6 Finchley Road to St Johns Wood station
St Johns Wood station 1937
The escalators lead to a low-level concourse, which retains its original pendant sphere light fittings and cream terrazzo with black subdivisions and skirting. The concourse and platforms feature cream wall tiles with brown and yellow trims, and there are some moulded patterns by Harold Stabler (manufactured by Carter & Company, Poole, in 1936) including designs of St Paul’s Cathedral, the Palace of Westminster, 55 Broadway and Thomas Lord (after whom the nearby cricket ground is named). The platform tiling also contains the station name, and signage, seating recesses with oak seating and grilles have also been carefully incorporated into the tiling. The ceiling is painted plaster. Platform floors are precast concrete.
St John’s Wood tube station was one of the many Underground stations that was taken over by the public when night bombing began in the Second World War, despite this being banned by the Government. People just bought a ticket and went down to the platforms as the last trains left and refused to leave; they later set up camp on a more organised basis. Soon the Government capitulated and welfare organisations provided canteens and libraries, and bunks were installed. g air raids.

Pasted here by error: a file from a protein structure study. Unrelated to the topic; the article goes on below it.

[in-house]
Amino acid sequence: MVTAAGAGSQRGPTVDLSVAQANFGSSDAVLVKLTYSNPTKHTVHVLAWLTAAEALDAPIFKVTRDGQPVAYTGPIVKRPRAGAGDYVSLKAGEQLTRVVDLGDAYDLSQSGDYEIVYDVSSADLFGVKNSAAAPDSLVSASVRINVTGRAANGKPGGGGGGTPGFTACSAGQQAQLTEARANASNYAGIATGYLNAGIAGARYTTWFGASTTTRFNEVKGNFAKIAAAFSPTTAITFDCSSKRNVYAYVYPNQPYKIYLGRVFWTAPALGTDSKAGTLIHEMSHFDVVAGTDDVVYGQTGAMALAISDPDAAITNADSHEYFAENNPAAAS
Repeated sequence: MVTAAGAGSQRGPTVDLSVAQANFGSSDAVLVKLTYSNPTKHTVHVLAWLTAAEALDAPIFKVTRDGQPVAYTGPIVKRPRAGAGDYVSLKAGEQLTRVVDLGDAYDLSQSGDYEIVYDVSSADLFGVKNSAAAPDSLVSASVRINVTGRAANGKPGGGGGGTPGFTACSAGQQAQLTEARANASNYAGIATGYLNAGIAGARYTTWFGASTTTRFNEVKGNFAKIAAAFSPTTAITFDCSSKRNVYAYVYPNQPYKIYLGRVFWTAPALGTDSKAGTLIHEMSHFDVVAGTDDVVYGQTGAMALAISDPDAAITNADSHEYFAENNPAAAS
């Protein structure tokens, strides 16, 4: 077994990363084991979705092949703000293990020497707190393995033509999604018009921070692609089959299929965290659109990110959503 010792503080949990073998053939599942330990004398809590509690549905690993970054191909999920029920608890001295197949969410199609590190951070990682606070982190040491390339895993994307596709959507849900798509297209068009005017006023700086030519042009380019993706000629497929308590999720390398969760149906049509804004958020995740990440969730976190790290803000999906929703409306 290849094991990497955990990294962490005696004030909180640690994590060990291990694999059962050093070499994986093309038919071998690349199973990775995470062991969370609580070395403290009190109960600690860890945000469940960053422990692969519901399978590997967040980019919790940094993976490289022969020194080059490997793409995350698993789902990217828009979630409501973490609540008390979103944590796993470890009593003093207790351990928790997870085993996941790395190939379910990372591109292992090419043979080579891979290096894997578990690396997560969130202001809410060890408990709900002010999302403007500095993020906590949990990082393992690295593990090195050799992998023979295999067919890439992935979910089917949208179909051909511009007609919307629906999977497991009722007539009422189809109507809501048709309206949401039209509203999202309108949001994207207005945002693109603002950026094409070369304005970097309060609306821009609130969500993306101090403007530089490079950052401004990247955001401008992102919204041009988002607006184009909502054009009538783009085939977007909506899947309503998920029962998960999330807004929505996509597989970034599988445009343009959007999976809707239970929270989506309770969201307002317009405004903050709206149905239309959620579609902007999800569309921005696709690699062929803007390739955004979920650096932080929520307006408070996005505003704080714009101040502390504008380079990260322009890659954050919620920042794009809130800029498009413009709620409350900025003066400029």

Verily Anderson in Spam Tomorrow describes how she and her husband and two babies fled to the station at midnight when their house in St John’s Wood Park had been subjected to a prolonged attack of incendiary bombs which spluttered silver fire in their garden. I could hear them bouncing off the roof. We leaned over the babies with our backs to the now open window as another bomb came down and another. We could hear a plane dive just above us. The guns clatttered out, shaking the house again. [When they reached the station] inside the circular entrance to the station, lights glowed and quietness soothed. The escalators were stationary. We left the prams at the top and walked down, carrying the babies and hiding the kitten in their shawls, in case animals were not allowed in public shelters. On the platform regular shelterers slept on steel and wire netting bunks.
Fifteen years after the end of the war the exterior of St John’s Wood station changed as flats were built on top of it but the station is now a listed building, because of its intactness and the rarity of some of its fittings. It has one of only three surviving sets of bronze escalator uplights and 2 underground roundel signs reading To Trains and Way Out.